"Paying it Forward" in a Restaurant: Sucks To Be the Server!
Earlier last week came an emotional tale from a Dunkin Donuts (probably not in South Florida) drive-thru cashier who was astounded when a customer paid for the car behind them, and they in turn paid for the following car, and so on and so forth, triggering an all day snuggle fest of love, Kleenex, and tear-drenched maple logs.
In theory, "paying it forward" is well meaning gesture, in the proper context. Today I found out the hard way that if you want to do something nice for a stranger in a restaurant, just buy them a drink. Hell, it might even help you get laid. I wait tables on occasion for a well known chain. When I have nothing else to do, I enjoy the freedom of the job, and walking out with cash in hand at the end of the night. I also enjoy schmoozing/hustling tables and the ebb and flow of a busy restaurant in season.
I worked lunch today, and by 4pm, like most days if I only work lunch, I had a choice to make. I could A: transfer my remaining 2 tables to the nighttime server who was taking over my section, or B: wait it out and try to make a few extra bucks. I chose B. I don't like transferring tables in the middle of the customer's meal. It makes for an awkward conversation. "Hi, this is Susie, she is your new server, I am going home." Anyway, It never fails that your last customers of the shift are the S L O W E S T eaters you have ever seen, and they will also typically order dessert or after dinner drinks.
Today another server's table decided that they wanted to "pay it forward!," change the world!, and hopefully get the entire dining room to buy each other's checks. They locked in on the couple seated at one of my two tables across from them, who were about 97 years old, (and cute), and decided to start with them "and get the whole thing goin!" (side note: they paid with a gift certificate with about $800 in credit on it). When it was time for the check, the old couple looked at me like I had three heads when I told them that someone had anonymously paid for their tab. I explained "random acts of kindness" and "paying it forward" and "karmic intervention," but nothing I said sunk in. "But, nobody knows we're here!" he tells me, sounding more and more confused. I actually felt bad. I didn't want to stress him out.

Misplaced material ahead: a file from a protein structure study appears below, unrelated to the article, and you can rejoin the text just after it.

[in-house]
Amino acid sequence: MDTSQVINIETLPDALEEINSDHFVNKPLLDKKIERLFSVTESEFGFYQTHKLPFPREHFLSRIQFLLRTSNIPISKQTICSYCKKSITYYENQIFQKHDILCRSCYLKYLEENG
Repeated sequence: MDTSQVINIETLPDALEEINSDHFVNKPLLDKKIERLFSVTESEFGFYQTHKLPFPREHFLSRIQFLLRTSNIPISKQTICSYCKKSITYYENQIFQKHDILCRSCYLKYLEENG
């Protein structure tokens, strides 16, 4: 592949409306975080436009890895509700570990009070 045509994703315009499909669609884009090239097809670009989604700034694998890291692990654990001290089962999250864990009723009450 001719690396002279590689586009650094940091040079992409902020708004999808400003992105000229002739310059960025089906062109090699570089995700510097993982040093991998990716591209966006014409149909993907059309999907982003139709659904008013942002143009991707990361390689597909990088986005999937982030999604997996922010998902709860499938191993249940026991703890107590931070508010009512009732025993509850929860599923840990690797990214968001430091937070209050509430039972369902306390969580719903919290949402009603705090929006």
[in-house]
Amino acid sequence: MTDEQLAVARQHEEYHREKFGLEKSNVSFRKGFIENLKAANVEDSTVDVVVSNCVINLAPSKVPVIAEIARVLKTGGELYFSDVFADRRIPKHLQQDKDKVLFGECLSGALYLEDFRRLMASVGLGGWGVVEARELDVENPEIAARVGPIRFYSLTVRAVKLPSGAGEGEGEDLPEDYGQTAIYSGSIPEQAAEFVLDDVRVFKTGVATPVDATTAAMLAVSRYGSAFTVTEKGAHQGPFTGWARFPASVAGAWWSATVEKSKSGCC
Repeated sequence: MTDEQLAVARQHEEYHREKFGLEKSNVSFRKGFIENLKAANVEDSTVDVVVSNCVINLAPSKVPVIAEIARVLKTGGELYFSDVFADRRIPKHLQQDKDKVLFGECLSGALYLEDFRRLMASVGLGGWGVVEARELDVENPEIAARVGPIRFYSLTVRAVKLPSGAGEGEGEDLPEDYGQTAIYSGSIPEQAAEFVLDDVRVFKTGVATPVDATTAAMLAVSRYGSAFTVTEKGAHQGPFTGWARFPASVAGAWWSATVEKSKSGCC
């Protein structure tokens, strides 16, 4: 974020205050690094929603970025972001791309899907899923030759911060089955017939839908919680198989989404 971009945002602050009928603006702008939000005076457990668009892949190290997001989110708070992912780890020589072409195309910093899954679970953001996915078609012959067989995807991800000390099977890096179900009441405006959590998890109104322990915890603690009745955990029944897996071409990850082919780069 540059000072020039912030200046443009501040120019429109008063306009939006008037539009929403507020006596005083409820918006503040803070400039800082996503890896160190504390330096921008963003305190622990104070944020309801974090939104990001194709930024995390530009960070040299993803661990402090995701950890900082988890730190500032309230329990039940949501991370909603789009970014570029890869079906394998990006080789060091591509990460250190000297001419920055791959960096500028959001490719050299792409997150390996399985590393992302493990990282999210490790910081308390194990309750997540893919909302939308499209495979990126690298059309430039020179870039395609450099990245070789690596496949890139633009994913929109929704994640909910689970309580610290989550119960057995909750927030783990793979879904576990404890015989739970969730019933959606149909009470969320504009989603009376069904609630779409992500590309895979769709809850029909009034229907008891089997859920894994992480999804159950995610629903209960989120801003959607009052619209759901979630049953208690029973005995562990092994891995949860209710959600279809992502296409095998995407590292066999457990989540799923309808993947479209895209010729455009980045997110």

After a few minutes, he understands that he doesn't have to pay. I wait patiently for him to say something along the lines of "what a nice thing to do! I feel compelled to pay for another diner's check!" I swear to god, he says "OK, let's order dessert then!"........I literally slapped my hand against my forehead and walked away. The man and his wife left a few minutes later...and didn't leave a tip. Already annoyed at this point, I pick up the check from my second table and to my dismay see less than 10% on a "big" check. I know what you are thinking. The service was fine. Sometimes these things happen, it's just the name of the game, but the tips that I should have made on both tables would have put a quarter tank of regular in an old Chevy Silverado. So if you are still paying attention, I have 1. wasted an hour of my life 2. made $6 collectively on $90 in sales.
Oh! Almost forgot! Servers tip out five percent of their sales to food runners, hostesses, and bus boys. Do the math...I made about a dollar on both tables...And the good folks who "paid it forward"? Well, they will be sleeping soundly tonight, secure in the knowledge that they started a "kindness parade" lasting all of....one table. The irony of it all? Who got stiffed royally by their "good deed?" Me. The help.
Now for the disclaimer: I enjoy my side job, it provides good $$ and for the most part, good material. I can't make this up. I understand these are "first world" problems that pale in comparison to those of, say, child laborers in Bhutan. I am lucky and happy to have work, and to be able to work. Also, "paying it forward" is a great concept and I am not discouraging it! This is a messed up world and we need many more random acts of kindness in our daily lives! Just be mindful of the situation and consequences of your kind acts. Thanks for reading!
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